Saturday, 5 August 2017


The Canberra Times, 3 January, 1930

The strange tale of the liner "Waratah," 
a new ship carrying 300 (211) passengers 
and crew, which, in July, 1909, mysteriously 
vanished between Durban and Cape Town, 
South Africa, right in the track of ten other 
steamers all of which safely reached port, 
had light thrown on it in May, 1929, when 
an Englishman wrote to a well-known
London newspaper stating that, in 1913, he
met a white trader at the mouth of the river 
Xora, near the native reserve of the Transkei, 
near East London, South Africa, who told a
queer story. "One very wild night in July, 1909," 
he said, "I saw a large steamer close inshore 
off a dangerous coast with terrific surf running 
on razor-edge reefs. Wondering what on earth 
she was doing in so dangerous a spot right off 
the steamer track, I went to my hut to get my 
night glasses, but on returning to the shore, I 
found the steamer had vanished. Three months
later, I heard of the loss of the Waratah.
I am certain it was the same steamer.
I have a piece of wood with the letters 
'War' carved on it. A tremendous depth 
of water runs outside the reefs and it is 
quite conceivable that a ship could turn 
turtle and leave no trace. Sharks would kill
any human even if he or she could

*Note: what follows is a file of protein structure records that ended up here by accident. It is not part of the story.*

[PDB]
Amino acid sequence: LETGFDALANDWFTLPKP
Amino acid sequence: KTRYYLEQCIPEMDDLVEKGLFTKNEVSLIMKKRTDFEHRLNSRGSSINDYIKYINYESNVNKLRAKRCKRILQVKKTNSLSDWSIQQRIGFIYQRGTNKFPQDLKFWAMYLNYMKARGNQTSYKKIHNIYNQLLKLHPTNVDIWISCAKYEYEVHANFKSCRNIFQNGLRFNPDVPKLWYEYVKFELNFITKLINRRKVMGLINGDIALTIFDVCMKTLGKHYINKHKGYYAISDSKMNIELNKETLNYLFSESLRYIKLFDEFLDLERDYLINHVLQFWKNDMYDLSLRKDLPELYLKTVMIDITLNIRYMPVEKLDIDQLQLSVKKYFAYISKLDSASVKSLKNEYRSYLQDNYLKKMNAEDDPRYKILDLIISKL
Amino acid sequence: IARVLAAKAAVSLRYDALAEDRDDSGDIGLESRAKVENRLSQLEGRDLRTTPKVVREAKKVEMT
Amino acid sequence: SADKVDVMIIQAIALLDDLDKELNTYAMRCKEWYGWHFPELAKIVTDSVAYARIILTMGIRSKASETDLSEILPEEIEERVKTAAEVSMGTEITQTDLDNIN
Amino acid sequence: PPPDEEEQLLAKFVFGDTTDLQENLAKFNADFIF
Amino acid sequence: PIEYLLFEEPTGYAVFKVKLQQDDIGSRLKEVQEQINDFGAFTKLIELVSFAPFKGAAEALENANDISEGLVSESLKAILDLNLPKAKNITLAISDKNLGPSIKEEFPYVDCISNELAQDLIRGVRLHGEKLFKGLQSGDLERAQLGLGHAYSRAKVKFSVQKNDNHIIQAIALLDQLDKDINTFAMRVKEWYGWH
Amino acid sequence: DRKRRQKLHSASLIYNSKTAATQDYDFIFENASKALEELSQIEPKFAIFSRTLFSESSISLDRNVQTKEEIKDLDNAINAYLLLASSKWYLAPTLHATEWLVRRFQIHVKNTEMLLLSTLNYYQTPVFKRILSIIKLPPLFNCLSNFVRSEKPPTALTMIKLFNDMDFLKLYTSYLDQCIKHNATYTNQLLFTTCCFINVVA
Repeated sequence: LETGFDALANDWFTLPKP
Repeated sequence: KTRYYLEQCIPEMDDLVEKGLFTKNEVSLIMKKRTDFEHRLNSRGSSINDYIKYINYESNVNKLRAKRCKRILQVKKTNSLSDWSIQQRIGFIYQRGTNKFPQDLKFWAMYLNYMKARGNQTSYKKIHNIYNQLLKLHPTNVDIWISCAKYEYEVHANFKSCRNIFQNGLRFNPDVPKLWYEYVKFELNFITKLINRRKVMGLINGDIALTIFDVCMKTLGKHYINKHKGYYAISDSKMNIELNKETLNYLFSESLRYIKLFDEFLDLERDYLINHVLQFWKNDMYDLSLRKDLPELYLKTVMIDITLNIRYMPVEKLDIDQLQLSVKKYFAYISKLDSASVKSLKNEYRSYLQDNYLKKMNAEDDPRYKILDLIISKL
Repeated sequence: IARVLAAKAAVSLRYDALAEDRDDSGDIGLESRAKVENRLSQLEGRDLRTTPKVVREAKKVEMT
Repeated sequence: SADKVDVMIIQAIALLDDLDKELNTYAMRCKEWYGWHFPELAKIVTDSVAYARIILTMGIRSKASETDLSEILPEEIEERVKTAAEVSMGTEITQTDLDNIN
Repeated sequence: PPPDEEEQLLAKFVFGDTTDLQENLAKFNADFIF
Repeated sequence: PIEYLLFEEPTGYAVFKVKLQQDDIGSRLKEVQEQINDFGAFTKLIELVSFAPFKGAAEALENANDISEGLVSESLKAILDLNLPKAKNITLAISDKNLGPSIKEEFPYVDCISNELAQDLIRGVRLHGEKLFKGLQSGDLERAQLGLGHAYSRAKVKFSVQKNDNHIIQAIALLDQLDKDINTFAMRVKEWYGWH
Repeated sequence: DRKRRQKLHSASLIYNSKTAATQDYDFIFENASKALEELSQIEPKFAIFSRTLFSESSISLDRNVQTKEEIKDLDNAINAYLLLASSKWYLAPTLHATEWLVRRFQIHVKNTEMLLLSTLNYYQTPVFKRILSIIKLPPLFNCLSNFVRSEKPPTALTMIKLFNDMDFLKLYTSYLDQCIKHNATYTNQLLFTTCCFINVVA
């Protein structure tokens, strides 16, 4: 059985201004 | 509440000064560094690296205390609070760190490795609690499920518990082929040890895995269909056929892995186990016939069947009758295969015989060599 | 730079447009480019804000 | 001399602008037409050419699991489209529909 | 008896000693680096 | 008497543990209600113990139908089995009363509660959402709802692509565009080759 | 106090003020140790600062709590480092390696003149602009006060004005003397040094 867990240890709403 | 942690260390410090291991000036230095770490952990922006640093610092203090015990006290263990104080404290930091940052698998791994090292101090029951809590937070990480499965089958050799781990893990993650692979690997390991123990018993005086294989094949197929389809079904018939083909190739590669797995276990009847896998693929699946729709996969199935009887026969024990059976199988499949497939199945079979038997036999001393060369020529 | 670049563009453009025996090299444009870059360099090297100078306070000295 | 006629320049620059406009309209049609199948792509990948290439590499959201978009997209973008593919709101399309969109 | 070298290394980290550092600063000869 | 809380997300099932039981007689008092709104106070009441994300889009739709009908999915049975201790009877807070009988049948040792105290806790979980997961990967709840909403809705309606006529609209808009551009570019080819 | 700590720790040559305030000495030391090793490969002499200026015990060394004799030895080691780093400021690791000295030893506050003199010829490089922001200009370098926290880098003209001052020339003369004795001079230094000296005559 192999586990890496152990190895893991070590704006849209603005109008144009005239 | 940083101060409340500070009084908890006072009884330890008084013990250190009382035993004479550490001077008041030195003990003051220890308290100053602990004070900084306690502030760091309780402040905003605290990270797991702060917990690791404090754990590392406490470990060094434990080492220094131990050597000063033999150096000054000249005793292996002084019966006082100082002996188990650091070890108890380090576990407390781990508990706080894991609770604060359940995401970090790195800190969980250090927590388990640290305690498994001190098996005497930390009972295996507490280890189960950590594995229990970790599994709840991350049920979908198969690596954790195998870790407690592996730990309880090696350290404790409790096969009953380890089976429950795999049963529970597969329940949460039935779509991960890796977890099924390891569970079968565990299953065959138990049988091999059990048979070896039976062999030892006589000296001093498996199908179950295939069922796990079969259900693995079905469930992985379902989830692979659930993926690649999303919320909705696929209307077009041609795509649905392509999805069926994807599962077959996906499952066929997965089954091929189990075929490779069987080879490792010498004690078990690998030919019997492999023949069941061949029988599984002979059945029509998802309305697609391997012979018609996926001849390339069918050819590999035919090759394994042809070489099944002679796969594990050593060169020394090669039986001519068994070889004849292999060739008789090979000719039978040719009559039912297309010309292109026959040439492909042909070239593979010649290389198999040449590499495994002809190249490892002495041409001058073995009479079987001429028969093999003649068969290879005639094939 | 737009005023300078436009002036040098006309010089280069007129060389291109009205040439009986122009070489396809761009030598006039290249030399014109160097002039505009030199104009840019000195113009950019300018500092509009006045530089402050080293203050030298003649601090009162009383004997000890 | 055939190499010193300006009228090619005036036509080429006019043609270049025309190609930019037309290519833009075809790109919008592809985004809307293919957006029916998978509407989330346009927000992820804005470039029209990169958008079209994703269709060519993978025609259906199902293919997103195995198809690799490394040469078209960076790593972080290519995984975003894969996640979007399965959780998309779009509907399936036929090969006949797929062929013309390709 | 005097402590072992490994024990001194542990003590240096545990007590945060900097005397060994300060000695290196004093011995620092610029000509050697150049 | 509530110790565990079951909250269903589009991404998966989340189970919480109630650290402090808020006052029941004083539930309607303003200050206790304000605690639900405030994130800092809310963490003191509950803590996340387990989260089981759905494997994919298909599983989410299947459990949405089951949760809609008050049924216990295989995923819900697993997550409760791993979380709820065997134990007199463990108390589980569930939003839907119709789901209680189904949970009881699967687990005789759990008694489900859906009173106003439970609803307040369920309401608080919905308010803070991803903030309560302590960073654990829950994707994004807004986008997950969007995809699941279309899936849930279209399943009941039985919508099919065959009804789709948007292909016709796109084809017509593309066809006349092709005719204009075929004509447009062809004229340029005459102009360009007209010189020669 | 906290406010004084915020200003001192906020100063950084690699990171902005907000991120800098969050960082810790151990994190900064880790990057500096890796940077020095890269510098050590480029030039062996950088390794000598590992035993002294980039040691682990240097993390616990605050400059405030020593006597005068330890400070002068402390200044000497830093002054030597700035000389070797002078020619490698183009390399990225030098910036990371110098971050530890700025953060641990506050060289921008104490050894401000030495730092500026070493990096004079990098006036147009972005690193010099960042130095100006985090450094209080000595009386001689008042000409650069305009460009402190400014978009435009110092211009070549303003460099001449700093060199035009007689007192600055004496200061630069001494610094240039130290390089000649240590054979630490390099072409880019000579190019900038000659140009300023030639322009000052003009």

keep afloat in such strong tides." 

This account is fascinating. It is conceivable that this could have been Waratah. Although the trader in question was stationed at Xora River mouth in 1913, he referred to a 'dangerous coast', implying that the sighting of the large steamer was not necessarily off the Xora. If it had been the Xora, it seems strange that one of Waratah's deckchairs would have drifted some 13 n miles upstream to Coffee Bay. We know that the depth of sea off the St Johns Reef, Bluff Point, (Poenskop), immediately drops to 18m, sharply falling off to 38 - 39m by 0.5 n miles offshore. This would be in keeping with a 'tremendous depth of water runs outside the reefs'. The sharks would have, according to the trader, have prevented survivors from making it onshore (perhaps with the exception of one lad, Staunton, who perished in the Great War).

However, if the Harlow account is true, the conditions were calm at the time of the large steamer disappearing astern. It was certainly not a 'wild night', yet.

Keeping an open mind???   


This is 18m or 60ft:

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